Bull’s Blood – Blood Red Beets – Blood Green Beets
This open pollinated beet is a rather new selection from the French variety Crapaudine. Bull’s Blood is the darkest leaved strain of beets available to gardeners and very popular for adding to cutting green mixtures.
Bull`s Blood Beet History
This open pollinated beet is a rather new selection from the French variety Crapaudine. Bull’s Blood is the darkest leaved strain of beets available to gardeners and very popular for adding to cutting green mixtures. Nice sweet roots and leaves. The juice from Bull’s Blood is the only red food coloring allowed under Swedish law. Use leaves beginning at 35 days, root at 55 days.
How To Grow Bull’s Blood Beets
Mix in a 2-inch layer of organic material such as compost or shredded leaves over the soil, if the planting area consists of clay soil. This improves the texture and drainage of the soil. If the location puddles water, then create raised planting beds at least 12 inches tall. Sprinkle the planting site with slow-release balanced fertilizer like 10-10-10 and rake into the top couple of inches of soil. Smooth the surface of the planting area with a rake.
Create trenches 1/2 inch deep with the handle end of a gardening hoe. Make the rows 12 to 18 inches apart. Reduce the spacing of the rows if grown in raised beds or if gardening intensively, space the rows only 6 inches apart. Place the seeds in the trench at about 1 inch apart. Cover the seeds with 1/2 inch of soil. Do not pack down the soil over the top of the seeds. Click here to learn more.
Preserving And Storing Blood Red Beets
The best way to store beets for long term use is by freezing them. To freeze beets, wash and remove stems leaving about 2 inches of the stem to prevent any bleeding.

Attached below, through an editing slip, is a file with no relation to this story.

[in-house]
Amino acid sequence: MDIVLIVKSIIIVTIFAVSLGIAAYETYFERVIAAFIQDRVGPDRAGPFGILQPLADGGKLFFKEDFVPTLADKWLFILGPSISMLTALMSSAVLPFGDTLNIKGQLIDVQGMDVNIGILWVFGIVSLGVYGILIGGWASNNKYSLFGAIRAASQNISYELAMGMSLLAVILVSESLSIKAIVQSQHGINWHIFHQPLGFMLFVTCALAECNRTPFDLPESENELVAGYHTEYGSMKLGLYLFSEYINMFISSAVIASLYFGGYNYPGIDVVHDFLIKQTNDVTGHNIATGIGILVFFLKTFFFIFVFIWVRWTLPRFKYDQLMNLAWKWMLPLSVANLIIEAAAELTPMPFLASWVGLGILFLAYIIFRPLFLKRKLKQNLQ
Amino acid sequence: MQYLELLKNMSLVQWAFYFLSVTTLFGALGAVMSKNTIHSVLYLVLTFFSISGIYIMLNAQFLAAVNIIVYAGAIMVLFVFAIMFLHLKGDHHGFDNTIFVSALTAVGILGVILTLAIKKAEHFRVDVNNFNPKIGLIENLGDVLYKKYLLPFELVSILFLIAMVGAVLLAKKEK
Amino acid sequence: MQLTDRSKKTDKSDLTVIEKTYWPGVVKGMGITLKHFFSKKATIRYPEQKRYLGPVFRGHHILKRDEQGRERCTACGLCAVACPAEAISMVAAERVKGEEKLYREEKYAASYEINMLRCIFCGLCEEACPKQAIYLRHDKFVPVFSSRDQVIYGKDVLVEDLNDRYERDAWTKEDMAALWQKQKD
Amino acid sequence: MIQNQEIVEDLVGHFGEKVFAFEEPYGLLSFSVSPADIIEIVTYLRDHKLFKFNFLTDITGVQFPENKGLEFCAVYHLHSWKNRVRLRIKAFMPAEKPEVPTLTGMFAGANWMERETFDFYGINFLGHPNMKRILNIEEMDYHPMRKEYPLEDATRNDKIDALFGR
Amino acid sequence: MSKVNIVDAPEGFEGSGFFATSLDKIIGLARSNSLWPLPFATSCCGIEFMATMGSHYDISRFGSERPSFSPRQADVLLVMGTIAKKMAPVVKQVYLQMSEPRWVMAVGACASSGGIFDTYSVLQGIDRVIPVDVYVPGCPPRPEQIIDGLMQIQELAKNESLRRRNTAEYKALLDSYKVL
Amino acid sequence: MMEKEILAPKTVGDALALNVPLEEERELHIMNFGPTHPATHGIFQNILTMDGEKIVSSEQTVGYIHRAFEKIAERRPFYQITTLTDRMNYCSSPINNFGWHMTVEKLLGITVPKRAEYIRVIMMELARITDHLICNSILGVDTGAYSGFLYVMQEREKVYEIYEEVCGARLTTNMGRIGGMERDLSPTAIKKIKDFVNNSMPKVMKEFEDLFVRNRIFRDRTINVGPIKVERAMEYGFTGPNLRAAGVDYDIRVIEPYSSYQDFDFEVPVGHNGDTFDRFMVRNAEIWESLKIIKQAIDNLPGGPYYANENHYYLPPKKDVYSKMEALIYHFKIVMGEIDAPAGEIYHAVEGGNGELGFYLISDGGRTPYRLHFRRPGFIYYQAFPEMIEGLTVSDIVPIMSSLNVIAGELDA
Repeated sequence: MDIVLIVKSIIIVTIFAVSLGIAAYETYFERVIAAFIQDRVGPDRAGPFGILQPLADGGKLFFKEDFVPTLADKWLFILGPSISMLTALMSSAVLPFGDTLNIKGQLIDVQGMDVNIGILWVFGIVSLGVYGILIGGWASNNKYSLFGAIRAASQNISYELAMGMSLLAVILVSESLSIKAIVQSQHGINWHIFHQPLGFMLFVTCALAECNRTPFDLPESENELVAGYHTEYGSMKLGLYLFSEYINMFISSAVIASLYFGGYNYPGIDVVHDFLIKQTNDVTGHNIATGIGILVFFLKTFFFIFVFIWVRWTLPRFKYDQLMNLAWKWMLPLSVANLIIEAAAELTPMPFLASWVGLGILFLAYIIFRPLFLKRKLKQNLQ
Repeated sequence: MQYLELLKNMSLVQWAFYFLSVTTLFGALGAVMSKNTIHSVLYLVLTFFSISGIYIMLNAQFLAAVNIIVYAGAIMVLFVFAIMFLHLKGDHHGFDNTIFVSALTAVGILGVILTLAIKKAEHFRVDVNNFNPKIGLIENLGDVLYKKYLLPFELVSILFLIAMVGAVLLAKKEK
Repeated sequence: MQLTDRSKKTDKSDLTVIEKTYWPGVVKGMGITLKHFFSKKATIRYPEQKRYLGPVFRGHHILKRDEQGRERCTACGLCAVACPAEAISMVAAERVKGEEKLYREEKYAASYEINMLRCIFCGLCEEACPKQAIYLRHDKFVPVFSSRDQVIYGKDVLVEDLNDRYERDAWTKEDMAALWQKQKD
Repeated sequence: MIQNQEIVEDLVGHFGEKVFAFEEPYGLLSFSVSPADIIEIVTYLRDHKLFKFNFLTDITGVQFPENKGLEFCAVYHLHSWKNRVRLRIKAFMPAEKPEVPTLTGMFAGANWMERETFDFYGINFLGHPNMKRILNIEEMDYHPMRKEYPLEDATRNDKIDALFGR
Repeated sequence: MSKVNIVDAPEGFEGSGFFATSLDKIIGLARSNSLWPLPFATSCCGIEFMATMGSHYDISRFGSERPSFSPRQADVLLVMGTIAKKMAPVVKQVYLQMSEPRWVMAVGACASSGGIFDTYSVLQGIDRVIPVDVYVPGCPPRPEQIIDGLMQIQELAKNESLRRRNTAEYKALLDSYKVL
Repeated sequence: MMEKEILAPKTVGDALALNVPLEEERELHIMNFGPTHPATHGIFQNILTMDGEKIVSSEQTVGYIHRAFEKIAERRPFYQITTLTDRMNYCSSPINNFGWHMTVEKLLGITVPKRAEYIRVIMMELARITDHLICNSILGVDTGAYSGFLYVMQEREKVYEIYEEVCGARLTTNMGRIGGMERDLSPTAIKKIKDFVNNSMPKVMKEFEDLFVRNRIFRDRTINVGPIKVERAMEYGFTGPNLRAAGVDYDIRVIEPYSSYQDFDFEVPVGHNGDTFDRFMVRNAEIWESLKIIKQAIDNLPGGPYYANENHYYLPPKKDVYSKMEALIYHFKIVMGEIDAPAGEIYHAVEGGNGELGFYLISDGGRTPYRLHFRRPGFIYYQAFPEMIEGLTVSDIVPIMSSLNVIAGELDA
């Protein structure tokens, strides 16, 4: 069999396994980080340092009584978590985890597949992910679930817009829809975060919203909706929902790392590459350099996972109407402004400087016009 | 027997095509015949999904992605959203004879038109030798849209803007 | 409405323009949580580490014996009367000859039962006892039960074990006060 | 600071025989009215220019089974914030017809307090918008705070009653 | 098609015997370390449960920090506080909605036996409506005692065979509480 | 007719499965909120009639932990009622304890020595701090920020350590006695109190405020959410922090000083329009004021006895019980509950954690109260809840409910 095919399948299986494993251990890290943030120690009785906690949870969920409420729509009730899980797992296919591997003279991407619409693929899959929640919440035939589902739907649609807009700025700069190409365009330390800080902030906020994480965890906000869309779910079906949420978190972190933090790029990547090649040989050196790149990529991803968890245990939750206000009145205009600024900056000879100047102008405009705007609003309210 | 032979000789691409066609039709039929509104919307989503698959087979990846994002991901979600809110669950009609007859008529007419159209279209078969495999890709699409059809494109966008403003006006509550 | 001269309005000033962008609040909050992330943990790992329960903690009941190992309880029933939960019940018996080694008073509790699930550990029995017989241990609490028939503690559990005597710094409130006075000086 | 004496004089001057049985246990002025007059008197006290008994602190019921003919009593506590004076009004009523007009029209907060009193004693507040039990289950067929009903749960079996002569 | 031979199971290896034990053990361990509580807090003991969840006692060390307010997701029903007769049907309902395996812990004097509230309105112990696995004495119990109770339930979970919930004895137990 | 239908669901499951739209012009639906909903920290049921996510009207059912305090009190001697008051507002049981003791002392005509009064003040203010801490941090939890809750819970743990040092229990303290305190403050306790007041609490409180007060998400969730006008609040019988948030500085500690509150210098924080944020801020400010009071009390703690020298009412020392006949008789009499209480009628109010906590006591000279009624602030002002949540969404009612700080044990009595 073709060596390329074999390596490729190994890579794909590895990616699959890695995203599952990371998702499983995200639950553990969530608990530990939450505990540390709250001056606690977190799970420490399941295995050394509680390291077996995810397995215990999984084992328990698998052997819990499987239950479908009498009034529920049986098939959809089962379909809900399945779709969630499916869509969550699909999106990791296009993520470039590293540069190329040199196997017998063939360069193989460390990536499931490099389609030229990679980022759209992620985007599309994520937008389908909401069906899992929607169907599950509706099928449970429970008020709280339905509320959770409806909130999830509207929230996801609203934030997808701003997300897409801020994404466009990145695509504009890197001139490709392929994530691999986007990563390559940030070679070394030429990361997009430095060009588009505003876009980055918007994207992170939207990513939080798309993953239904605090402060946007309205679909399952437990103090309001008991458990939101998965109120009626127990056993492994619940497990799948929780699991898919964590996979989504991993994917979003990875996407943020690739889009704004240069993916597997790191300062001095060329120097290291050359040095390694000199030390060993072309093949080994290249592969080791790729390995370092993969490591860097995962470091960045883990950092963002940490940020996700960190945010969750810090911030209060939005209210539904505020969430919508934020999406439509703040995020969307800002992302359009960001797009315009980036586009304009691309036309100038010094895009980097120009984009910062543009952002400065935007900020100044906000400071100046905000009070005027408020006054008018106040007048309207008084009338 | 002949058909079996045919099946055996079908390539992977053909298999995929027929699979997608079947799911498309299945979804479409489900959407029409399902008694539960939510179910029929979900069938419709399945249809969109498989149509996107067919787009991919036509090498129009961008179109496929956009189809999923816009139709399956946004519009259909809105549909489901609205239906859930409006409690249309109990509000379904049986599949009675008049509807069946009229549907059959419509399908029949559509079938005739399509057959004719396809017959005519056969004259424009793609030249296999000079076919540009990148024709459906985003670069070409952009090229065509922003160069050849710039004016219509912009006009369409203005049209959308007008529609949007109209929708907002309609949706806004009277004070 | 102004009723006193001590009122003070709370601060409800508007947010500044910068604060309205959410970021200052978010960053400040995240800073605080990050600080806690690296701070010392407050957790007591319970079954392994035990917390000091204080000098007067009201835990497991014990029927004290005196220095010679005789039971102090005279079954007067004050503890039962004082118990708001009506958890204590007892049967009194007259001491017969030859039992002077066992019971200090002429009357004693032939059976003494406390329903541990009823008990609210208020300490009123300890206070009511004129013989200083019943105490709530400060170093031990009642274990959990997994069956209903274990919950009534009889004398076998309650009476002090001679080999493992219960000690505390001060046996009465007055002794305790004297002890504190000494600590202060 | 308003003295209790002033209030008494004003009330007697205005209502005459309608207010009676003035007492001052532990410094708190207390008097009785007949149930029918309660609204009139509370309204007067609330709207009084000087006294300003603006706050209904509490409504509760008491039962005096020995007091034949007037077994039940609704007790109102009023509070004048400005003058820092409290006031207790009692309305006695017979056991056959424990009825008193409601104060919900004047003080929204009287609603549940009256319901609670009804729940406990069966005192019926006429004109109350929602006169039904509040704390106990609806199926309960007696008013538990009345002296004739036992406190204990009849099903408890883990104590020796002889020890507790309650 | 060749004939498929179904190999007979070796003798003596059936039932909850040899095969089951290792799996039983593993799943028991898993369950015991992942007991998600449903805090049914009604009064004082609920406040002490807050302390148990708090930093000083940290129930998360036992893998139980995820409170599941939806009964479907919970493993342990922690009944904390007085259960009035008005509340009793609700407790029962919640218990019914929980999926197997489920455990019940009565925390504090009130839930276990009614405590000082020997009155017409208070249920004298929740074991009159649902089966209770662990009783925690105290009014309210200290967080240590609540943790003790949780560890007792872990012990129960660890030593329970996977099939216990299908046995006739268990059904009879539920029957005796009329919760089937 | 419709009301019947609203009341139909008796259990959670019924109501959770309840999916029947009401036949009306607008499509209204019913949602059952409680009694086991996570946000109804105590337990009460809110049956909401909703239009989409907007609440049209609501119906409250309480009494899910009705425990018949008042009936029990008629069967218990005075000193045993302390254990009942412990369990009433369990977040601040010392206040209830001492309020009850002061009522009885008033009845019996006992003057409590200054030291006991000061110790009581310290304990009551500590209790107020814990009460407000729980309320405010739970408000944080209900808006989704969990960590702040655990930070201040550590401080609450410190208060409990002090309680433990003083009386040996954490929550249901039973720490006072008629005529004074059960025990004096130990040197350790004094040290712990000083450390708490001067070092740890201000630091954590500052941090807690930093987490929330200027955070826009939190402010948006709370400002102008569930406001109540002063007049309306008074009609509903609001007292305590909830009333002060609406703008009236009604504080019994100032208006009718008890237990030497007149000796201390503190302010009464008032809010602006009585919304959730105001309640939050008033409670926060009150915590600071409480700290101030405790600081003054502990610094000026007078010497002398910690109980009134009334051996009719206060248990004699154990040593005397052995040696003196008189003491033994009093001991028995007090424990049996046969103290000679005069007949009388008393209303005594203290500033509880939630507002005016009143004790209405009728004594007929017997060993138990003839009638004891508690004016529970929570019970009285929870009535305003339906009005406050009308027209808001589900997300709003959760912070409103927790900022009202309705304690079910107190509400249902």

Next you need to boil the beets for about 20 – 45 minutes depending on the size of the beets. When cooled, slice or cube and place beets in freezer bags or freezer container with a date label. Beets will last in the freezer for 8 – 12 months.
Bull’s Blood Beet Greens Recipe
if you’re still on the fence about beets, I get it. Their earthy flavor can be an acquired taste. But I hope you won’t give up on them just yet. They’re especially sweet in the fall, and a good seasoning only makes them better. To get you started.
Beets are loaded with vitamins and minerals and low in calories and fat. They also contain inorganic nitrates and pigments, both of which have a number of health benefits. Beets contain a high concentration of nitrates, which have a blood pressure-lowering effect. This may lead to a reduced risk of heart attacks, heart failure and stroke. Eating beets may enhance athletic performance by improving oxygen use and time to exhaustion. Beets may have a number of anti-inflammatory effects.
Other Beet Varieties Worth Checking Out